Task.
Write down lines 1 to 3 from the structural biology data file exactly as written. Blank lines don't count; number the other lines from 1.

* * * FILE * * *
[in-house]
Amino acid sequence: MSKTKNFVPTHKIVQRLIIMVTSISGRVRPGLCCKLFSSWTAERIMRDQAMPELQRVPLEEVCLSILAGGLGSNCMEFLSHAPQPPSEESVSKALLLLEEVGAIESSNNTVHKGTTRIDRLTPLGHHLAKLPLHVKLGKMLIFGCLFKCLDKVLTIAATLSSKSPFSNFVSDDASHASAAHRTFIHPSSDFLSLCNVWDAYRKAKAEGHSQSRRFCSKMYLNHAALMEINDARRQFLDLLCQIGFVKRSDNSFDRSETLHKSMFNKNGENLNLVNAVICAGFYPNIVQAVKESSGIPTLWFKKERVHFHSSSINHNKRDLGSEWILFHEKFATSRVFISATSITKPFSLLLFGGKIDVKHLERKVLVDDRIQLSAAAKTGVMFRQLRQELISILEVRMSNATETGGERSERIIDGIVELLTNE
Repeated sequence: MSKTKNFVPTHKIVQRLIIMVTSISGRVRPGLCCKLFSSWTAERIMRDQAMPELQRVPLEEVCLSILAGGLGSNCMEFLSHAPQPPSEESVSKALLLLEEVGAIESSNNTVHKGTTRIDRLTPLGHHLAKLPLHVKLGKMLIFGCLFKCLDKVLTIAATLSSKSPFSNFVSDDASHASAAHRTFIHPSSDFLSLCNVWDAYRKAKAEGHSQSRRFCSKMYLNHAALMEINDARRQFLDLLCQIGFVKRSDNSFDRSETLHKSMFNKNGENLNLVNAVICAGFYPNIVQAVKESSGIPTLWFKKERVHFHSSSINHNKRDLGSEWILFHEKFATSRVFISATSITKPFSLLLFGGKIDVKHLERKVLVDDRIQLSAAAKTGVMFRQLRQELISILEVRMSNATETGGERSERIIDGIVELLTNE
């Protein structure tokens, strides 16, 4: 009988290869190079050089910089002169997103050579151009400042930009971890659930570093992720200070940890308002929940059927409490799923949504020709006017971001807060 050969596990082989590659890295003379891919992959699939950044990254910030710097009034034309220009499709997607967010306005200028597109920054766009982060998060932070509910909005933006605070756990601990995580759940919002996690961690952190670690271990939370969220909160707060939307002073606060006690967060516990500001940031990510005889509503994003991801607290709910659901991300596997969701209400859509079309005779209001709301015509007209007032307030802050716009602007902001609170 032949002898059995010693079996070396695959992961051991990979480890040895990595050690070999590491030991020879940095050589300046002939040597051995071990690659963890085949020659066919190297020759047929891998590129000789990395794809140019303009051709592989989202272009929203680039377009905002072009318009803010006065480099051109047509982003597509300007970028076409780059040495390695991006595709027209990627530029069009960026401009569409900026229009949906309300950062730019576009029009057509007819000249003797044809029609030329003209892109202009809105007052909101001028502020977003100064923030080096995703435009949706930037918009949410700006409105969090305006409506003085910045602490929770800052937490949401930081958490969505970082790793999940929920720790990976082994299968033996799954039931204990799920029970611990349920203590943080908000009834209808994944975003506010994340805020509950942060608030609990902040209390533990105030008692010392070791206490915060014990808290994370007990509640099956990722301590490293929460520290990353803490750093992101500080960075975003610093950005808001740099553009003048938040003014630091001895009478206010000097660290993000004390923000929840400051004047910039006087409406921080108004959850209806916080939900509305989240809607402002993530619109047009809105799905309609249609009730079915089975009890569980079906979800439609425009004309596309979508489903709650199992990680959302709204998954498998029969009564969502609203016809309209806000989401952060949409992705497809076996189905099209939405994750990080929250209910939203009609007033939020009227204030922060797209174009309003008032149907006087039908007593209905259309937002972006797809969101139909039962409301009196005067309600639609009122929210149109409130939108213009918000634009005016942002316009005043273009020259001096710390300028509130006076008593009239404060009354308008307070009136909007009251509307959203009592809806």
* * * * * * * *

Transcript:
[in-house]
Amino acid sequence: MSKTKNFVPTHKIVQRLIIMVTSISGRVRPGLCCKLFSSWTAERIMRDQAMPELQRVPLEEVCLSILAGGLGSNCMEFLSHAPQPPSEESVSKALLLLEEVGAIESSNNTVHKGTTRIDRLTPLGHHLAKLPLHVKLGKMLIFGCLFKCLDKVLTIAATLSSKSPFSNFVSDDASHASAAHRTFIHPSSDFLSLCNVWDAYRKAKAEGHSQSRRFCSKMYLNHAALMEINDARRQFLDLLCQIGFVKRSDNSFDRSETLHKSMFNKNGENLNLVNAVICAGFYPNIVQAVKESSGIPTLWFKKERVHFHSSSINHNKRDLGSEWILFHEKFATSRVFISATSITKPFSLLLFGGKIDVKHLERKVLVDDRIQLSAAAKTGVMFRQLRQELISILEVRMSNATETGGERSERIIDGIVELLTNE
Repeated sequence: MSKTKNFVPTHKIVQRLIIMVTSISGRVRPGLCCKLFSSWTAERIMRDQAMPELQRVPLEEVCLSILAGGLGSNCMEFLSHAPQPPSEESVSKALLLLEEVGAIESSNNTVHKGTTRIDRLTPLGHHLAKLPLHVKLGKMLIFGCLFKCLDKVLTIAATLSSKSPFSNFVSDDASHASAAHRTFIHPSSDFLSLCNVWDAYRKAKAEGHSQSRRFCSKMYLNHAALMEINDARRQFLDLLCQIGFVKRSDNSFDRSETLHKSMFNKNGENLNLVNAVICAGFYPNIVQAVKESSGIPTLWFKKERVHFHSSSINHNKRDLGSEWILFHEKFATSRVFISATSITKPFSLLLFGGKIDVKHLERKVLVDDRIQLSAAAKTGVMFRQLRQELISILEVRMSNATETGGERSERIIDGIVELLTNE